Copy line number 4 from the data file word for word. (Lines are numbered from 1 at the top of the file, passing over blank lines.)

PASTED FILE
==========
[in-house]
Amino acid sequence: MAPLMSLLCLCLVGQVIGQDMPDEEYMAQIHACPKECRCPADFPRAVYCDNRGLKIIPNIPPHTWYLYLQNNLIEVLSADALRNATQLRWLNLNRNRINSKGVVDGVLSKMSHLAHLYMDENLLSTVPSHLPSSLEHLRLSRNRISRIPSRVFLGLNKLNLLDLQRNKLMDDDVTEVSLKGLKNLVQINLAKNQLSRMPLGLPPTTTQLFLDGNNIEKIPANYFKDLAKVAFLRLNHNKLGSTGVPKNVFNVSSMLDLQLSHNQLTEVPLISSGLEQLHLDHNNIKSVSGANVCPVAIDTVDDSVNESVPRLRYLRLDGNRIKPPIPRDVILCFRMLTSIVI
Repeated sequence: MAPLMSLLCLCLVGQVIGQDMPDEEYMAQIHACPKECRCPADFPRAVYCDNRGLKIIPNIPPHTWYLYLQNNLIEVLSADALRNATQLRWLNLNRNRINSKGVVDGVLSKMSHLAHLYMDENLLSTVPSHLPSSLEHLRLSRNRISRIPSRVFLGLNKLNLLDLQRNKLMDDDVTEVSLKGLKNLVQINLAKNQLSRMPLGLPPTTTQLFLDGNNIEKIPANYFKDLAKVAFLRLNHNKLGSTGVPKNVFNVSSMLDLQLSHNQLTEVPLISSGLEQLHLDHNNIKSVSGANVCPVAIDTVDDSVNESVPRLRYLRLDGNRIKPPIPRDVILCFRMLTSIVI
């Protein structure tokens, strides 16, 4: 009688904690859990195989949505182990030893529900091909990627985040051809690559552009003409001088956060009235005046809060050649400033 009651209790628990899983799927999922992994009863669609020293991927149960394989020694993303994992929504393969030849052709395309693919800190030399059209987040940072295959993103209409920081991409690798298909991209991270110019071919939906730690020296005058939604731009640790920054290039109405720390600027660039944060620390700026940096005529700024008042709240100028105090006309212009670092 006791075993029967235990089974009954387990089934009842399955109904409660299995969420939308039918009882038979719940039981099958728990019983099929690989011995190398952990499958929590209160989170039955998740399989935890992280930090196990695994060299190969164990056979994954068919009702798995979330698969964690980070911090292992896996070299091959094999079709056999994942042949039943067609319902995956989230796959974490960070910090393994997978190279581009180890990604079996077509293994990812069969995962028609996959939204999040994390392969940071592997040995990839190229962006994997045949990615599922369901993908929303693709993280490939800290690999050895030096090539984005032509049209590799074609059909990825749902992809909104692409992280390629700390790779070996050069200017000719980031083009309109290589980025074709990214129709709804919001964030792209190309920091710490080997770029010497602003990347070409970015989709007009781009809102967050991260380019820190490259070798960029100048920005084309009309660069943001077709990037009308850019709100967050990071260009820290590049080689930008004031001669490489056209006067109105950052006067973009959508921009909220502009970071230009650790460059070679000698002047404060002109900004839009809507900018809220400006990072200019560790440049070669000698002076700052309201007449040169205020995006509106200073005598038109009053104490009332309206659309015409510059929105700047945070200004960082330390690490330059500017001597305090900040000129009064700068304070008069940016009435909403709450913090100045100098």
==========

């Protein structure tokens, strides 16, 4: 009688904690859990195989949505182990030893529900091909990627985040051809690559552009003409001088956060009235005046809060050649400033 009651209790628990899983799927999922992994009863669609020293991927149960394989020694993303994992929504393969030849052709395309693919800190030399059209987040940072295959993103209409920081991409690798298909991209991270110019071919939906730690020296005058939604731009640790920054290039109405720390600027660039944060620390700026940096005529700024008042709240100028105090006309212009670092 006791075993029967235990089974009954387990089934009842399955109904409660299995969420939308039918009882038979719940039981099958728990019983099929690989011995190398952990499958929590209160989170039955998740399989935890992280930090196990695994060299190969164990056979994954068919009702798995979330698969964690980070911090292992896996070299091959094999079709056999994942042949039943067609319902995956989230796959974490960070910090393994997978190279581009180890990604079996077509293994990812069969995962028609996959939204999040994390392969940071592997040995990839190229962006994997045949990615599922369901993908929303693709993280490939800290690999050895030096090539984005032509049209590799074609059909990825749902992809909104692409992280390629700390790779070996050069200017000719980031083009309109290589980025074709990214129709709804919001964030792209190309920091710490080997770029010497602003990347070409970015989709007009781009809102967050991260380019820190490259070798960029100048920005084309009309660069943001077709990037009308850019709100967050990071260009820290590049080689930008004031001669490489056209006067109105950052006067973009959508921009909220502009970071230009650790460059070679000698002047404060002109900004839009809507900018809220400006990072200019560790440049070669000698002076700052309201007449040169205020995006509106200073005598038109009053104490009332309206659309015409510059929105700047945070200004960082330390690490330059500017001597305090900040000129009064700068304070008069940016009435909403709450913090100045100098």